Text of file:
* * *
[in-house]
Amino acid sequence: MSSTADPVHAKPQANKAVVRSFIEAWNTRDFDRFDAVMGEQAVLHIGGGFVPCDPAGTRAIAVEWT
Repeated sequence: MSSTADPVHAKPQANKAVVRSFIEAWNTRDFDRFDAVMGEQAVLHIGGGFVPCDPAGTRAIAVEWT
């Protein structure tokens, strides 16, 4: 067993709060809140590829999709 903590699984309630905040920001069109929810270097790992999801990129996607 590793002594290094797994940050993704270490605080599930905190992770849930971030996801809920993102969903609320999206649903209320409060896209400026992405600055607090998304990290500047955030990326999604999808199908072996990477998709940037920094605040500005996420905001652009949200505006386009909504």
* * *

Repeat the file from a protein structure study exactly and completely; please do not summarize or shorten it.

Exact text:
[in-house]
Amino acid sequence: MSSTADPVHAKPQANKAVVRSFIEAWNTRDFDRFDAVMGEQAVLHIGGGFVPCDPAGTRAIAVEWT
Repeated sequence: MSSTADPVHAKPQANKAVVRSFIEAWNTRDFDRFDAVMGEQAVLHIGGGFVPCDPAGTRAIAVEWT
């Protein structure tokens, strides 16, 4: 067993709060809140590829999709 903590699984309630905040920001069109929810270097790992999801990129996607 590793002594290094797994940050993704270490605080599930905190992770849930971030996801809920993102969903609320999206649903209320409060896209400026992405600055607090998304990290500047955030990326999604999808199908072996990477998709940037920094605040500005996420905001652009949200505006386009909504």